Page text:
Gene Tierney Overview:

Actress, Gene Tierney, was born Gene Eliza Tierney on Nov 19, 1920 in Brooklyn, NY. Tierney died at the age of 71 on Nov 6, 1991 in Houston, TX and was laid to rest in Glenwood Cemetery in Houston, Harris County, TX.

Early Life

Gene Eliza Tierney was born on November 19th, 1920 in Brooklyn, New York as was the second of three children. She grew up surrounded by privilege and wealth as her father, Howard, was a successful insurance broker and her mother, Belle, worked as a physical education instruction. When she was five years old, Tierney and her family packed their bags and moved to Green's Farms Connecticut. Over the year, Howard Tierney would buy much of the lands surrounding property, creating a proper estate manner for his family. Little Gene would first receive her education at the all girls' St. Margaret's School in Waterbury before attending The Unquowa School, an independent school with a specialization in the arts. She then traveled aboard to Switzerland, where she attended the Brillantmont International School. She finished her high school education back in the United States at Miss Porter's School in Farmington, Connecticut.

After graduating fro High School in 1938, Tierney, along with her mother and siblings, went on vacation to Hollywood. Through a family friend, the Tierney's were able to visit the set of The Private Lives of Elizabeth and Essex during principle shooting. As legend goes, while on set the director Antole Litvak notices Tierney and said she should be in movies. A screen test was scheduled the next day and soon after the young Tierney was offered a studio contract with Warner Brothers. Her parents, however, balked at the offer due to its low salary and Tierney returned to the east coast. The wealthy debutante then made her society debut on September 24th, 1938.

Early Career

Soon, however, the 17 year old quickly became bored with the life of high society and began attend an acting studio in New York City's Greenwich Village. She then became the protégée of highly respected director/producer George Abbott. He then gave Tierney her stage debut with a walk-on role in his 1938 production What a Life. She was then awarded the role as lead understudy in Primrose Path. In 1939 Tierney made her Broadway debut as Molly O'Day in the George Abbott staged play Mrs. O'Brien's Entertains. Despite her small role, she received a positive review from The New York Times. Later that year, she once again was well reviewed, this time for her role as Peggy Carr in Ring Two.

Now seeing the potential in her daughter career, Tierney's father developed a corporation, Belle-Teir, for the purpose of funding and promoting her acting career. Soon after, she was signed to Columbia pictures. She was initially promised the role in National Velvet but soon the project became delayed. After Columbia failed to garner Tierney any roles, she returned to the Broadway stage, starring as Patricia Stanley in The Male Animal. Her performance was met with rave reviews and was considered a great success both critically and commercially.

Film Career

After seeing her grand performance in The Male Animal, 20th Century Fox studio head Darryl F. Zanuck, took interest in Tierney. In 1940 he signed her long-term contract and was immediate put the eager young actress to work, making her debut with a supporting role in The Return of Frank James with Henry Fonda. The next year Tierney demonstrated her acting range by appearing in four films of differing genres: Hudson's Bay, Tobacco Road, Belle Starr and Sundown. During the filming of Belle Starr, Tierney learned of her parents disintegrating marriage and began to suffer from anxiety-related gastrointestinal ailments, delaying the films production. She then ran off with Edith Head's assistant, Oleg Cassini, to Las Vegas and eloped in a civil ceremony, much to her parents and the studios disappointment. She also soon discovered her father's company, Belle-Tier, was siphoning some of her Hollywood earnings.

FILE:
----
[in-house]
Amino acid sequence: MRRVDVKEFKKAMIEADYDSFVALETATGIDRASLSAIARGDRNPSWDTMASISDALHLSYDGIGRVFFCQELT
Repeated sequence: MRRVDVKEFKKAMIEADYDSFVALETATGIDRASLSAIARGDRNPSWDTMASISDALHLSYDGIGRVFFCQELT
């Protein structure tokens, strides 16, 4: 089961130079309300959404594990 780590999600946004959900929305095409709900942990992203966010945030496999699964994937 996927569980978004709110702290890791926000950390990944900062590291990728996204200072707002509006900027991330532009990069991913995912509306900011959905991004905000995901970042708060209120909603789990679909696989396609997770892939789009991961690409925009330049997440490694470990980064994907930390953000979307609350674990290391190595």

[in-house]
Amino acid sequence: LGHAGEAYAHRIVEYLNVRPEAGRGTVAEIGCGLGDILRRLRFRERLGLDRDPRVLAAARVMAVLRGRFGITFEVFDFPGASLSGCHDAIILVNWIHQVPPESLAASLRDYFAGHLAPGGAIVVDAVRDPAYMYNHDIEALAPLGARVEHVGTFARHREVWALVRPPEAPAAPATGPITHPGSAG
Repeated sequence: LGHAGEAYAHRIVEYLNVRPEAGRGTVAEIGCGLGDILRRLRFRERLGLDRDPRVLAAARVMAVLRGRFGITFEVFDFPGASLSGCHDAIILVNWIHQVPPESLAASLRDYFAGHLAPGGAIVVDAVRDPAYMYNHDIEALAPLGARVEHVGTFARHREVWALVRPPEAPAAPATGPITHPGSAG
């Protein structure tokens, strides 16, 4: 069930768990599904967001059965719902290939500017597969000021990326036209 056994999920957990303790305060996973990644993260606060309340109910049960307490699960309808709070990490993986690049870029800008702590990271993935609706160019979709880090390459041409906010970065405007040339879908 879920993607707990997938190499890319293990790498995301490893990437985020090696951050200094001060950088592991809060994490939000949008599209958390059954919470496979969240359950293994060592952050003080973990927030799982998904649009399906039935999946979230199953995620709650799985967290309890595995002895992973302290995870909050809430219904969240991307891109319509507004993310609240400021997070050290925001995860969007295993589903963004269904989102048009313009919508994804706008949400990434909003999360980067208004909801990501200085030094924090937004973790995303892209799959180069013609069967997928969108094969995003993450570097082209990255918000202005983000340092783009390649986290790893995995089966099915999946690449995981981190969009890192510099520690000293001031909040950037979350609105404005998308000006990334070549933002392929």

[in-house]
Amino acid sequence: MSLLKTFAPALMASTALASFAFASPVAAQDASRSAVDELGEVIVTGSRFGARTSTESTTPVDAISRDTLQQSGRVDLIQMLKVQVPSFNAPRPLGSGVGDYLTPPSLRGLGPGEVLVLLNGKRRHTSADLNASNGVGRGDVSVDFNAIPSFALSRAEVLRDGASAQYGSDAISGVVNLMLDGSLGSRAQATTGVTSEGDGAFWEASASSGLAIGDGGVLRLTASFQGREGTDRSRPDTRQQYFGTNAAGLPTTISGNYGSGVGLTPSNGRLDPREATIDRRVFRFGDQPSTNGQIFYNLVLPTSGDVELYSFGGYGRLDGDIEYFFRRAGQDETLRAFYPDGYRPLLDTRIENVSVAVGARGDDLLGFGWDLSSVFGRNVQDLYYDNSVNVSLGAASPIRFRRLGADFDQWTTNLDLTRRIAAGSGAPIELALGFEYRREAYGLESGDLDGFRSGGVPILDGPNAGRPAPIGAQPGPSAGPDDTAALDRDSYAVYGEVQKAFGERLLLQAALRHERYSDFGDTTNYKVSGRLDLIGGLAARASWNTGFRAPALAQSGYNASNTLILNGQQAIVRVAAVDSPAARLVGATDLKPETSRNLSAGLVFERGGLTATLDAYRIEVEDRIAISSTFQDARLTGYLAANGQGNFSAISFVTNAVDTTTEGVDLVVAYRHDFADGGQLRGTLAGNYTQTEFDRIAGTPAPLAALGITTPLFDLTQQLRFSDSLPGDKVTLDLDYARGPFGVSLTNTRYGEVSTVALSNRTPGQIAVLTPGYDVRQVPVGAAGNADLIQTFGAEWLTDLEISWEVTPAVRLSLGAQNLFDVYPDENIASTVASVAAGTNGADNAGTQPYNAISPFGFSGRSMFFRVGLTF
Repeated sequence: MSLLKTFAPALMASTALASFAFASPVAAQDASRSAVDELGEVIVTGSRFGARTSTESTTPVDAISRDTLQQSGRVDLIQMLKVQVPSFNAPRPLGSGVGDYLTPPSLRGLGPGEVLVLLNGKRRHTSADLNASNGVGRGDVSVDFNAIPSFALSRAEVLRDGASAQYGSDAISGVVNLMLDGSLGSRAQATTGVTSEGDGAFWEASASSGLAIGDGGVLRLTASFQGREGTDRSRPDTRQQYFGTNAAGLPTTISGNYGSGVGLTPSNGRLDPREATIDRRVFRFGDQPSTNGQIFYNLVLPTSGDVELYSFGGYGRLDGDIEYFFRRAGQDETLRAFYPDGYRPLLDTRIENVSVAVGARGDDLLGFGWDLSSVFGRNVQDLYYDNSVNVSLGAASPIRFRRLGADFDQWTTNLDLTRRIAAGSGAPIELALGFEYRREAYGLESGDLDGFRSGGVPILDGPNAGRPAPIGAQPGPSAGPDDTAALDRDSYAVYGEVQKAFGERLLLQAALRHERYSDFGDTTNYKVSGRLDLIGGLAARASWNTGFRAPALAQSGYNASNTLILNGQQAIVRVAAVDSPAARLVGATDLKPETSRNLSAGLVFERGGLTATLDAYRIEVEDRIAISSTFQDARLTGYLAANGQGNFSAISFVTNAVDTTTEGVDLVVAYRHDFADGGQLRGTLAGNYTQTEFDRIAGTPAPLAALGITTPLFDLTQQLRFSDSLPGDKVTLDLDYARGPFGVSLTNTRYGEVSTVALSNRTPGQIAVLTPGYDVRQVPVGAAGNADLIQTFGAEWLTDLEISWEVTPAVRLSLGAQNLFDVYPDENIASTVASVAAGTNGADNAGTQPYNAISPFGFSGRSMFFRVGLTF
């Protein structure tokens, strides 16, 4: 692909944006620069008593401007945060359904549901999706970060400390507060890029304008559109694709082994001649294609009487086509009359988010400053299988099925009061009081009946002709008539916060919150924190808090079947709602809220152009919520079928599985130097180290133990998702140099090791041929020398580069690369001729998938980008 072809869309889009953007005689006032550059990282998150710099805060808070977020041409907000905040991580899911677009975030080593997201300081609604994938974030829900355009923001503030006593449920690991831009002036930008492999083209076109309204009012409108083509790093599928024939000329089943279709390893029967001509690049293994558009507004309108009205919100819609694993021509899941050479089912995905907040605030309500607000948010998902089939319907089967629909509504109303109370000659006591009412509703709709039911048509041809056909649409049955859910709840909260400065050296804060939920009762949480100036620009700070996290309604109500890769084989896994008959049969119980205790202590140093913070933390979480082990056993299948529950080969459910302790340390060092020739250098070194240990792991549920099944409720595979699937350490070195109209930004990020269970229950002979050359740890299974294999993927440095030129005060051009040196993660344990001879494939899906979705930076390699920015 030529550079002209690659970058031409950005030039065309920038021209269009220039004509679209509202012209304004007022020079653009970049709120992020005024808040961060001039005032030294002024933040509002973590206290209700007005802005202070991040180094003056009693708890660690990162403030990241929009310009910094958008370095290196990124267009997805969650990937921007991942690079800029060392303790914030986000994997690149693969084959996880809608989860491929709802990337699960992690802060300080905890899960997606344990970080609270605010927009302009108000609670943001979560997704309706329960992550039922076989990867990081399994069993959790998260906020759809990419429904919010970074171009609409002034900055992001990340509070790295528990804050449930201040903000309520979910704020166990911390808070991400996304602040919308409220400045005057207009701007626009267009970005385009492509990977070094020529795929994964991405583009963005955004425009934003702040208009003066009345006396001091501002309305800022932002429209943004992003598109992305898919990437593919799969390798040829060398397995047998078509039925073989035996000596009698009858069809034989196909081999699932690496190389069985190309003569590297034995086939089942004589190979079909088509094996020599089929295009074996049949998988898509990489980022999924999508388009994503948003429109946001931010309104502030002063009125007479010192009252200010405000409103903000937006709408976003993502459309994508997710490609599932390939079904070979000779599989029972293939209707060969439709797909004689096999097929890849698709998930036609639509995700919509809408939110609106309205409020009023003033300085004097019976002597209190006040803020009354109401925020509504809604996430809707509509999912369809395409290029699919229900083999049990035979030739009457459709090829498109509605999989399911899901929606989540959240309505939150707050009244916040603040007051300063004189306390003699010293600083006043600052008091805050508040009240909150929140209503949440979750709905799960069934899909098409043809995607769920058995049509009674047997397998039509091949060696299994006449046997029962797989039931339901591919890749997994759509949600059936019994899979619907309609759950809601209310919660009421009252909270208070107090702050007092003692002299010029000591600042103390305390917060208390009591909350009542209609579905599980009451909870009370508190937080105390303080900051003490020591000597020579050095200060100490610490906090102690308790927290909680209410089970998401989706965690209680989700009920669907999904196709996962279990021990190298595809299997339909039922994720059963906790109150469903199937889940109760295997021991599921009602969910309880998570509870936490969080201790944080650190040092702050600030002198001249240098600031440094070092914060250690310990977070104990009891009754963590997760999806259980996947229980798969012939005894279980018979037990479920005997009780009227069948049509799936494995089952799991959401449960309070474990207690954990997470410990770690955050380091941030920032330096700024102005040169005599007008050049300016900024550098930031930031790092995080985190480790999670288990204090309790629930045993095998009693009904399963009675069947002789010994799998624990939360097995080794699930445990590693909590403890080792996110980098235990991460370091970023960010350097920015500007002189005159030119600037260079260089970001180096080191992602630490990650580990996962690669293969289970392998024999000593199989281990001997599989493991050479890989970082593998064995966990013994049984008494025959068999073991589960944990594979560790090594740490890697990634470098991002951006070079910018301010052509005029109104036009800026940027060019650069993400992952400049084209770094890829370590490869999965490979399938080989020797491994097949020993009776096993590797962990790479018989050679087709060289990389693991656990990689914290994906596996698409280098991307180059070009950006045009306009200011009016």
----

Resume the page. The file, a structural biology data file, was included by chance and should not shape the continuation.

Despite her hectic personal life, Tierney's career in Hollywood was blossoming. In 1942 she appeared opposite Tyrone Power in the James Cromwell action/adventure flick Son of Fury: The Story of Benjamin Blake. She appeared in three more pictures that year: Rings on Her Finger, Thunder Birds, and China Girl. The next year she received top billing for her role as Martha Strable Van Cleve in the Ernst Lubitsch Technicolor comedy Heaven Can Wait. During this time Tierney became pregnant with her first child. What should have been a triumphant moment in her life became a tragedy. While pregnant Tierney contracted rubella while entertaining at the Hollywood Canteen. This disease caused her to go into labor for her daughter, Antoinette Daria, two-months early, thus causing severe mental retardation in the child, which would lead to lifetime in mental health institutions.


In 1944 Tierney played the titular role in Otto Preminger's Laura, acting as murdered victim whose beautiful portrait haunts detective Dana Andrews to the point of obsession. The film was a hit both financially and critically, gaining five Academy Award nominations including Best Screenplay, Best Supporting Actor, Best Director and a win for Best Cinematography, Black-and-White.  The film also demonstrated Tierney's ability to act in the darker genre of film-noir and opened her career up to new possibilities. She was then cast as the femme fatale, this time in the 1945 Jon M. Stahl's noir-thriller Leave Her to Heaven. In the film she plays Ellen Berent, a young socialite who falls in-love with novelist Richard Harland. Her affections quickly turn obsessive, resenting anyone who tries to enter Richard's life, romantically or otherwise. In one of the film most chilling moments, Ellen coldly and mercilessly watches a disabled teenagers boy drowned to maintain her emotional strangle hold Richard. The film was massive success, becoming Fox's biggest moneymaker of the decade as well as a critical darling. The film would go on receive four Academy ward nominations, including one Best Actress for Gene Tierney.